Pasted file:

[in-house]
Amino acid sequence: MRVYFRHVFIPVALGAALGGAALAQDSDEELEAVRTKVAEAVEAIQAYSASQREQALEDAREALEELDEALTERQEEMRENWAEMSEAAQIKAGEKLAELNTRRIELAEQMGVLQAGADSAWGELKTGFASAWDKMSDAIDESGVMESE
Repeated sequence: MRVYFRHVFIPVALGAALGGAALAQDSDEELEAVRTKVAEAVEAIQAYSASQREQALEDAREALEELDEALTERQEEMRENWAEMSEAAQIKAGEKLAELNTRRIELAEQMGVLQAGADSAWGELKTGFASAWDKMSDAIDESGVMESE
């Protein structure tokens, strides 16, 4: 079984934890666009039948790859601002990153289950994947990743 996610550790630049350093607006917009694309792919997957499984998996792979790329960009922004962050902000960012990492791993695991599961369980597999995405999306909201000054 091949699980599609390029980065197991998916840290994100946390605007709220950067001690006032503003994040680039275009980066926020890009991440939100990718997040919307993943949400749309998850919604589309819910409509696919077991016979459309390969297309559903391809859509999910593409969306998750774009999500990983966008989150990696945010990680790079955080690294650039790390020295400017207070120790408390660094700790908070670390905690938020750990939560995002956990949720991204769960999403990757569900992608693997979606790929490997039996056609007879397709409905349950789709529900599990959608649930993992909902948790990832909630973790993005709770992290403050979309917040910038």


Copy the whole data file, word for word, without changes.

[in-house]
Amino acid sequence: MRVYFRHVFIPVALGAALGGAALAQDSDEELEAVRTKVAEAVEAIQAYSASQREQALEDAREALEELDEALTERQEEMRENWAEMSEAAQIKAGEKLAELNTRRIELAEQMGVLQAGADSAWGELKTGFASAWDKMSDAIDESGVMESE
Repeated sequence: MRVYFRHVFIPVALGAALGGAALAQDSDEELEAVRTKVAEAVEAIQAYSASQREQALEDAREALEELDEALTERQEEMRENWAEMSEAAQIKAGEKLAELNTRRIELAEQMGVLQAGADSAWGELKTGFASAWDKMSDAIDESGVMESE
């Protein structure tokens, strides 16, 4: 079984934890666009039948790859601002990153289950994947990743 996610550790630049350093607006917009694309792919997957499984998996792979790329960009922004962050902000960012990492791993695991599961369980597999995405999306909201000054 091949699980599609390029980065197991998916840290994100946390605007709220950067001690006032503003994040680039275009980066926020890009991440939100990718997040919307993943949400749309998850919604589309819910409509696919077991016979459309390969297309559903391809859509999910593409969306998750774009999500990983966008989150990696945010990680790079955080690294650039790390020295400017207070120790408390660094700790908070670390905690938020750990939560995002956990949720991204769960999403990757569900992608693997979606790929490997039996056609007879397709409905349950789709529900599990959608649930993992909902948790990832909630973790993005709770992290403050979309917040910038």